Mbembe’s description of Fanon’s work therefore rests on a twofold movement: violence and predation; the relation between the two is perversely, even giddily, implicated in the other. This thematic, which is not wrong in itself, involves an emphasis which amplifies the problem with Critique of Black Reason as a whole: that is, the way in which being human represents, for Mbembe, the only alternative for a blackness bereft of its humanity. Thus it is not the concept of humanism itself that puts into motion that of race – the doctrines and myths of race as essence – but it is the black relationship to the human that has been distorted by, or perverted by, that of race. This set-up, which dominates the final part of the book, closes down the space opened up by what might reasonably be called a black worldliness that disallows any possible racist reading of the world, for it now seems to be impossible to be politically black without this transcendentalising appeal to the human as telos. Fanonism, however, presents another view, or, rather, the way Fanon interprets racism’s perverted truth is to show how ‘les damnés’ actually represent a quasi-transcendent judgment defying all reason.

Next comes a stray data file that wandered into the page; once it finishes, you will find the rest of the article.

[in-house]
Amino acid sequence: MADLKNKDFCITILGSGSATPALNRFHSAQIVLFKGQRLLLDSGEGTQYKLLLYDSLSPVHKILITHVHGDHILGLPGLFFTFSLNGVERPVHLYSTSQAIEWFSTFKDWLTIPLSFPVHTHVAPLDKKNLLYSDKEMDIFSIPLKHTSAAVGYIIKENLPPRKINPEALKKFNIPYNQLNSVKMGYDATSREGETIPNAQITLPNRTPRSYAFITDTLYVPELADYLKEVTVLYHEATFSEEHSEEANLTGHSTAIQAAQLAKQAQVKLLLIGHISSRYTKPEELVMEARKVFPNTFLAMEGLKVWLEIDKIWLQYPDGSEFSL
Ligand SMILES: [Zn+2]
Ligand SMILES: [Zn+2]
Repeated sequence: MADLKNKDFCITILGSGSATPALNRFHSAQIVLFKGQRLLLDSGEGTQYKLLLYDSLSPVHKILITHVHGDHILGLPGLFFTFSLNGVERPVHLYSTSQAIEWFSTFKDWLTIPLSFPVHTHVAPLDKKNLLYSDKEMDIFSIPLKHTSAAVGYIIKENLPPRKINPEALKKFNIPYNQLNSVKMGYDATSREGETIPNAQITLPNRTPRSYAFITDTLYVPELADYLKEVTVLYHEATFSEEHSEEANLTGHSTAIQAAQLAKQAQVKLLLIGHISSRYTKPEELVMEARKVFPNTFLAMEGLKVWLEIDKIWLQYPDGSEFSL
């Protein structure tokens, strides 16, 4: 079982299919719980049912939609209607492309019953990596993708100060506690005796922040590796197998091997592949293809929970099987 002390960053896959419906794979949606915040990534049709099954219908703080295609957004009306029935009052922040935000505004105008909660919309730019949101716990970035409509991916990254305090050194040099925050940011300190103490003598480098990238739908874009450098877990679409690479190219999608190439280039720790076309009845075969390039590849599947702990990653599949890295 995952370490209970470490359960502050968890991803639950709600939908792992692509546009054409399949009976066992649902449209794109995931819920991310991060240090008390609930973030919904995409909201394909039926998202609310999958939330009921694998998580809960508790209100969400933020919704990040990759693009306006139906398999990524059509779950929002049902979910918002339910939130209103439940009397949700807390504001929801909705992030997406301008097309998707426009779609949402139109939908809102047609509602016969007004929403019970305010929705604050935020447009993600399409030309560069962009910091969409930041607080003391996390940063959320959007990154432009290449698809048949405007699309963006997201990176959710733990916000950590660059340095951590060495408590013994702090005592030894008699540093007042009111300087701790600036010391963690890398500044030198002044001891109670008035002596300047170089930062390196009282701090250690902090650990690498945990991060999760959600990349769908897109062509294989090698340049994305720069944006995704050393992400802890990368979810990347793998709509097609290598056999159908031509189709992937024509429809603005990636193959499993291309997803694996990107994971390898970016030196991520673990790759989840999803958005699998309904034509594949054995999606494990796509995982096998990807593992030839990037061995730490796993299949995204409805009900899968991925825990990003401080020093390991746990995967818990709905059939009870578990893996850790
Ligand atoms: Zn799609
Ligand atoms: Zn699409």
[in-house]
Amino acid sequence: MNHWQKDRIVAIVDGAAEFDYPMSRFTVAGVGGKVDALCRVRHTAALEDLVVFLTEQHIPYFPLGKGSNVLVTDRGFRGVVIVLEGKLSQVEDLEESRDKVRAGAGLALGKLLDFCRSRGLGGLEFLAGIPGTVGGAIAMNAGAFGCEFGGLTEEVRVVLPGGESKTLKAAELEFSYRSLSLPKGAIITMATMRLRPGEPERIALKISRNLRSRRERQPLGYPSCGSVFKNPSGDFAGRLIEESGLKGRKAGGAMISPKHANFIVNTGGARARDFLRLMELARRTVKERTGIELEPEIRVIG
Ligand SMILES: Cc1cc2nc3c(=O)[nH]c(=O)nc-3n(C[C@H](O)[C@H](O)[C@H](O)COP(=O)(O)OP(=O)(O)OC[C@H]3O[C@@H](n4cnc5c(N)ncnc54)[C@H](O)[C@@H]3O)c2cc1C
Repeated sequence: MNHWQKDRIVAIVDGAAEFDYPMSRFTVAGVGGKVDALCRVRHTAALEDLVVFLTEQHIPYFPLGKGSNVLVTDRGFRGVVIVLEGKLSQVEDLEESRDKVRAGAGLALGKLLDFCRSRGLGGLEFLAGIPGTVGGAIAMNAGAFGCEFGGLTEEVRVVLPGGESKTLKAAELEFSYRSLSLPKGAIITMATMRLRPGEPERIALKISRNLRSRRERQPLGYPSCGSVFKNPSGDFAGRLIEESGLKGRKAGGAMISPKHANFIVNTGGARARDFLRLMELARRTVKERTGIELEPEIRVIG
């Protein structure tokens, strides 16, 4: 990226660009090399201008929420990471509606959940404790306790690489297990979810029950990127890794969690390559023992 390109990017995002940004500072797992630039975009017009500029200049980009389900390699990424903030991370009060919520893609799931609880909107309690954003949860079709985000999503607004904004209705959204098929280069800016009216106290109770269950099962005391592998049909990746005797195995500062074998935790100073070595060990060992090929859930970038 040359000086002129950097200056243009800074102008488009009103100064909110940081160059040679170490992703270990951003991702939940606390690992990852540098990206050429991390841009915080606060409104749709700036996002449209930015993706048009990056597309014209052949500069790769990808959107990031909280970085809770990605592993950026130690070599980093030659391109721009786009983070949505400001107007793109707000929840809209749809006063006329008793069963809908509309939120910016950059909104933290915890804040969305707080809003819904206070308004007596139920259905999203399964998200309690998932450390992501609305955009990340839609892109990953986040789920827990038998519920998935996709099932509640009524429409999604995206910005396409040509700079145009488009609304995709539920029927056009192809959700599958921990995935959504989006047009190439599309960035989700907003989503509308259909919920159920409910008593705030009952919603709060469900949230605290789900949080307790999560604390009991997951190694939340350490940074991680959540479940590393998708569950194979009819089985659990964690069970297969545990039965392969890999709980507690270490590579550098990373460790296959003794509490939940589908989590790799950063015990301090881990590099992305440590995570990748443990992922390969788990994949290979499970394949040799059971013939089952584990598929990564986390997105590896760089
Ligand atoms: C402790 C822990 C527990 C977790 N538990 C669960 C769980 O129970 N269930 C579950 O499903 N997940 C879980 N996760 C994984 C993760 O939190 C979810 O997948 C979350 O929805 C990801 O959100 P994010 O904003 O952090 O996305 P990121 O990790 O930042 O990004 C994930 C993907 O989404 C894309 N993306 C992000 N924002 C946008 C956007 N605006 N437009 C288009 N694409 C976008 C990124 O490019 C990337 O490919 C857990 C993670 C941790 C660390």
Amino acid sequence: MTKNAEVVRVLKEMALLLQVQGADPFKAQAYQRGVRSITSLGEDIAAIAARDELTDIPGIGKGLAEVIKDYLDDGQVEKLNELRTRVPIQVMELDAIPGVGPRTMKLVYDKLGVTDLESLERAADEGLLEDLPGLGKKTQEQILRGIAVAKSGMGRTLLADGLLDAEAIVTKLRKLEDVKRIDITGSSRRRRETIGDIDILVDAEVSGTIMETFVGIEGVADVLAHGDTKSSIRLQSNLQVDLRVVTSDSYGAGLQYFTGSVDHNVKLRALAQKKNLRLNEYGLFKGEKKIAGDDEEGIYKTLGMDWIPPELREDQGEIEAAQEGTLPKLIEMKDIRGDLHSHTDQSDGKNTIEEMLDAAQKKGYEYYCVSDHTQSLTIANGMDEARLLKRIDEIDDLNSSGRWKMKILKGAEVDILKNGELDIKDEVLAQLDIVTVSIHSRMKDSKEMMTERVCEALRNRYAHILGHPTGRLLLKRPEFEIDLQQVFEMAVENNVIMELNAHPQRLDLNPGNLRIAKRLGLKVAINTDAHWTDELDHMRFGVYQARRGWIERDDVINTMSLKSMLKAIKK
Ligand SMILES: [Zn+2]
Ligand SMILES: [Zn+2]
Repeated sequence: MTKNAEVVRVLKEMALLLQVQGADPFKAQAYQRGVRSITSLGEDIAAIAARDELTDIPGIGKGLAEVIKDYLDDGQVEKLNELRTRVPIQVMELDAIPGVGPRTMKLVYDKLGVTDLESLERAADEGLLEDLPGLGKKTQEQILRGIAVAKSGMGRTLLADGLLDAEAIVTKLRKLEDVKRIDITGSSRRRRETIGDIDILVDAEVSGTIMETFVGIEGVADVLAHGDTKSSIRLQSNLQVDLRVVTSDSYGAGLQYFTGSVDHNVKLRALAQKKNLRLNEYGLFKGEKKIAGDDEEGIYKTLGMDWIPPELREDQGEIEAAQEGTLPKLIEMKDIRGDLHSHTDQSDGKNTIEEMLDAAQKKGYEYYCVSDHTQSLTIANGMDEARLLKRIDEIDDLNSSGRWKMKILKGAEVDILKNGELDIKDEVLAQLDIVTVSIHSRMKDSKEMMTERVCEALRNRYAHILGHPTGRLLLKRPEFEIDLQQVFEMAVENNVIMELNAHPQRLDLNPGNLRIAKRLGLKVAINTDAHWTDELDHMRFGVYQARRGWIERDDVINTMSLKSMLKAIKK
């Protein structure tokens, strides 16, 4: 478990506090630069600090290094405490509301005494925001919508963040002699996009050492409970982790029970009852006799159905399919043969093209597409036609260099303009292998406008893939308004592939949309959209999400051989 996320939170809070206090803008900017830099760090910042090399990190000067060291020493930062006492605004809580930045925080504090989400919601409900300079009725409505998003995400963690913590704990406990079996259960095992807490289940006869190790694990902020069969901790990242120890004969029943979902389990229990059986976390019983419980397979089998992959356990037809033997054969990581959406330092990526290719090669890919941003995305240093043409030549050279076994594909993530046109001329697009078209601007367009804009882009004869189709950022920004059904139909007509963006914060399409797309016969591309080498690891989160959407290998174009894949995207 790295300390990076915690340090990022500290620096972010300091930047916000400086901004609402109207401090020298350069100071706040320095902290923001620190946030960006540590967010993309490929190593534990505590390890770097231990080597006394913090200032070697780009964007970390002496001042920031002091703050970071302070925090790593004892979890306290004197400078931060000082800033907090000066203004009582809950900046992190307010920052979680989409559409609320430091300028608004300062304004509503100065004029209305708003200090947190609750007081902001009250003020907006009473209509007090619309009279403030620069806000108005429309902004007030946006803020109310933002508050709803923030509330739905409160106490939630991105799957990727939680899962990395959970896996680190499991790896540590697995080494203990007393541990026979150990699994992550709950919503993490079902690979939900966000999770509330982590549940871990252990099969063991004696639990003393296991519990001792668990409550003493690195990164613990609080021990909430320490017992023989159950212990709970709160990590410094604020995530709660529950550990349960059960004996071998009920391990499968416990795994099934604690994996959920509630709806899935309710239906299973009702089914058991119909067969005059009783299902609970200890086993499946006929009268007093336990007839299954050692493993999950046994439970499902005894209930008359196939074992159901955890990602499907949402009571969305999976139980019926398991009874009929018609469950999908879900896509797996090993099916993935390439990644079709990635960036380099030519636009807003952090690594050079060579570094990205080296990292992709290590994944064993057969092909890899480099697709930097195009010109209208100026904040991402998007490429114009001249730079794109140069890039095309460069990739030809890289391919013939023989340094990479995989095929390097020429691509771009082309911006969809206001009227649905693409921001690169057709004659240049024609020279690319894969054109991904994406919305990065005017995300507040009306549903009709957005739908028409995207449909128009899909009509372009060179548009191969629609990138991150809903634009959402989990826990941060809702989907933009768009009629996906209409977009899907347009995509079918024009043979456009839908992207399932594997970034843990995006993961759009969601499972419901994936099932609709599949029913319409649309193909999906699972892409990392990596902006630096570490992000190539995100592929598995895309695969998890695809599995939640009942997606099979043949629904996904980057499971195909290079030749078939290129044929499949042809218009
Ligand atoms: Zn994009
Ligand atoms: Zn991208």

One thing more. It is clear that ultimately, as Mbembe sees it, the scandal of colonial governance is libidinal-affective in nature. There must be something very reassuring about this finding of mastery / fantasy for those who see colonialism as an aberration of humanism – reduced to a perversity, the ideological power of colonialism happily has nothing disturbing about it at the level of reason. It is merely a phantasmatically destructive matter, as in the case of those it either fucks or kills solely according to arbitrary whim. But this libidinal economy forgets the dangerous and troubling tabula rasa that decolonialism presents to the status quo of the colony. And it is noteworthy that when Fanon talks about the wretched what is noteworthy about them is that they have no share, as in the case of those indebted to the system, and therefore have the least to lose. It is not they, then, for whom the revolution is a matter of sacrifice to be treated tragically or expeditiously. Their violence is profound because it is founded on a ceaseless sense of precarity; as such their very existence is a refusal of the economics of racial patronage and gifts by which the colonial potentate employs / enjoys its luxurious form of power-pleasure. If Mbembe cannot see this it is because he regards the potentate and the colonisé as equally abject in their subjection to the phantasm each has of the other. It is a relation of complete servitude and luxurious expenditure. However, this is a view that cannot separate itself from the shared vision of an imaginary indebtedness shared by both African and European alike.